“They don’t seem to be in green,” I said weakly. “They are only in grey. I think they should be in green because we are going to Ireland. It will cheer the Irish up.”

My friend was insistent: “I will go get an assistant and see if they have a green pair.”

Unfortunately, they had a pair. I put the right one on. It was a little tight to get on but, once on, it was very comfortable.

“That’s OK,” I said, grudgingly.

I put the left one on.

“They’re just the right size,” I said, grudgingly.

I took right one off. A bit of a struggle.

I tried to take the left one off.

It would not come off.

My friend tried.

I tried again. My friend tried again.

It would not come off.

I tried again. And again. And again.

It would not come off.

My friend tried, pulling the toes and heel.

“Careful of the toes,” I said.

It was a bit sore on the toes.

A shop assistant tried.

The green rubber Wellington boot would not come off.

At this point I realised I still wanted to pee.

Rather a lot.

A second shop assistant arrived, pulling me nearly off seat when he yanked the boot at the heel and toe.

“Careful of the toes,” I said.

“We may have to cut it off,” the second shop assistant said.

“Well, it might not be necessary,” I said. “I had a circumcision a couple of years ago. I didn’t think it was necessary; the doctors did. I eventually agreed to it because the doctors told me it would be no skin off my nose.”

I looked at the shop assistant. He did not laugh.

“We may have to cut it off,” he repeated.

My friend nodded.

My toes were feeling sore.

“I have a high instep,” I explained.

“Do you want to buy them?” the shop assistant asked.

My friend and I looked at him.

“The boots,” he said. “Do you want to buy them?”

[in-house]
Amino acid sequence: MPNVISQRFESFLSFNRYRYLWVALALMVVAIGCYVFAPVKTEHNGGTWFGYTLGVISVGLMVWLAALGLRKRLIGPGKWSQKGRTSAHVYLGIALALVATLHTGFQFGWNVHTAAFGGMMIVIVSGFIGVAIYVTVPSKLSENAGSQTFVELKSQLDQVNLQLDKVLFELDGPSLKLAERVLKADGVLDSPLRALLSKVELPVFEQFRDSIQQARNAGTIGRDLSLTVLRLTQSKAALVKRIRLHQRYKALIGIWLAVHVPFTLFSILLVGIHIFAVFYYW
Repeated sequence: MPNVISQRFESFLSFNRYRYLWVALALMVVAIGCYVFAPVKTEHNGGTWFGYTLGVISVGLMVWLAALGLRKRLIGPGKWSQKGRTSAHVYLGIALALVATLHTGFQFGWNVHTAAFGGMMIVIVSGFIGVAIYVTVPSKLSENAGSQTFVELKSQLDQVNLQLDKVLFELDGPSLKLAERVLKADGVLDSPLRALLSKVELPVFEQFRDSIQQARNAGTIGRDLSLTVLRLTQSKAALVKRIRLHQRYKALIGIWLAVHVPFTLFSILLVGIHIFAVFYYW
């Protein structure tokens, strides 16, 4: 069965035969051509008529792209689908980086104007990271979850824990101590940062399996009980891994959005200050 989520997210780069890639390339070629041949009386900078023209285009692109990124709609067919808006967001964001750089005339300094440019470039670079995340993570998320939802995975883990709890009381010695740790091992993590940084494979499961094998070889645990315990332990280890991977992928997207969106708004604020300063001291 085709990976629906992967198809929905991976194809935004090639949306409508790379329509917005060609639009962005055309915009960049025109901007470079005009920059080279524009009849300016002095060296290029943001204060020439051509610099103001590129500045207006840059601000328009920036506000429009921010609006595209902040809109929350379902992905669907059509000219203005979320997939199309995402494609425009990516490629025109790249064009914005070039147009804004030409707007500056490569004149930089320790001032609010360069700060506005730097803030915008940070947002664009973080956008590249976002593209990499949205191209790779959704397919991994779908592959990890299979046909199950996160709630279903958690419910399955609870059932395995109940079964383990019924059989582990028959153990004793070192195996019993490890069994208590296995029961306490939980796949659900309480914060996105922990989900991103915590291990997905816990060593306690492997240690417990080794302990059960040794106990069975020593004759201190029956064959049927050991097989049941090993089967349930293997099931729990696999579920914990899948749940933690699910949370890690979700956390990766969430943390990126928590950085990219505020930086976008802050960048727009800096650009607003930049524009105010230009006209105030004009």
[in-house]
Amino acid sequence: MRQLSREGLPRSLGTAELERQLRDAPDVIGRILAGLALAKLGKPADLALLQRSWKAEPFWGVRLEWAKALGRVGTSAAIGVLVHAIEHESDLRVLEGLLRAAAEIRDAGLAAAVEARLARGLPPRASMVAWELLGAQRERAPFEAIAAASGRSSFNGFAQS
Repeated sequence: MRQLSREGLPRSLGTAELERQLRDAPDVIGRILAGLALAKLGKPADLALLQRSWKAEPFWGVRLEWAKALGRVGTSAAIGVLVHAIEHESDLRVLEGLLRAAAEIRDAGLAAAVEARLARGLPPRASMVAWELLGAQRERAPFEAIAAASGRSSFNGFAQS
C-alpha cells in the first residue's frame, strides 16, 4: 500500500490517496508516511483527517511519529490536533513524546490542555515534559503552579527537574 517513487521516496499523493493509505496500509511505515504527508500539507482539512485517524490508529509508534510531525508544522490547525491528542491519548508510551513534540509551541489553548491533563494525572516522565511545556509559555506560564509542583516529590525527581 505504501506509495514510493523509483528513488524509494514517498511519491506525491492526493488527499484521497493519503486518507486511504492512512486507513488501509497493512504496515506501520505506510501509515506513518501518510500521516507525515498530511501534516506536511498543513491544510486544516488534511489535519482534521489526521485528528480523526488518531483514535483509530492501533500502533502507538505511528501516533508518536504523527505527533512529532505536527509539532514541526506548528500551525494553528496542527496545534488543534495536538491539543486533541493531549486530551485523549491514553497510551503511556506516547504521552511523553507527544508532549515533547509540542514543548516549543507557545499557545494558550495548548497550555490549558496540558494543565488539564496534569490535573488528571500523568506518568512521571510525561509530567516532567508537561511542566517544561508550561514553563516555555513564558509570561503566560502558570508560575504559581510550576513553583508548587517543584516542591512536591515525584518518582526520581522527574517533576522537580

He was not joking.

“No,” my friend replied patiently. “He would have to sleep in them because he can’t get them off.”

A third shop assistant arrived and tried and failed to pull them off. My toes were getting sore; there was what felt like a bit of a sprain on the ankle; and, every time someone pulled, I was having to hold onto the sides of the seat to avoid being pulled off onto the floor.

I was now desperate to go to the loo and all that rubbing and sliding of my bottom backwards and forwards on the seat had now aroused the back-up of shit building-up on my colon or intestines or wherever-the-hell it builds up. It was getting quite insistent about heading for the exit in both retail shop and bodily terms.

“Are the Wellingtons waterproof?” I asked.

“Of course,” the shop assistant replied, surprised. He looked at me: “They’re rubber Wellingtons.”

The three shop assistants went away to get the manager. My friend tried again.

“Careful of the toes,” I said, holding on tightly to the sides of my seat,

By now, a nearby middle-aged couple had stopped trying on new shoes and were just sitting back watching our floor show with considerable interest.

“I have a high instep,” I explained to them.

“If the assistants can’t do anything,” my friend said, “I’m calling the fire brigade.”

I smiled, though I was thinking more of a warm toilet seat and sausages.

“I’m not joking,” my friend insisted – and I knew she was not. My friend can be very insistent. She took out her mobile phone. “You have your leg and your foot stuck in a Wellington. The fire brigade can cut you out. That’s what they’re there for.”

About eight seconds later, the manager and third assistant arrived with a pair of scissors.

I thought of toilet seats and the movie Murder on the Orient Express.

The train remains trapped in a snowdrift as detective Hercule Poirot tries to figure out whodunnit. When the case is finally unravelled, the snowdrift is cleared and the train is free to continue onwards. I have always thought the symbolism was wonderful. I wondered if, as they finally released my foot and leg from my rubber prison, I would piss down my leg and shit would explode out of my bottom.

I will spare you further details.

4 Comments

Filed under Comedy

Has Tesco got so big that it does not care about PR or charging one price?

There was a report on the Guardian website a couple of days ago about someone who was almost thrown out of a Tesco store for attempting to compare prices on the shelves. He had noticed a bizarre piece of pricing in which it was more expensive (per bottle) to buy Highland Spring water in 4-packs than in lesser quantities: the opposite of what a casual shopper would assume.

This is something I had noticed myself. There was a surreal period where, at my local Tesco, it was significantly cheaper to buy four individual cans of Red Bull than to buy a 4-pack of Red Bull – the opposite of what you would expect. No special offers were involved; this was the normal, everyday price.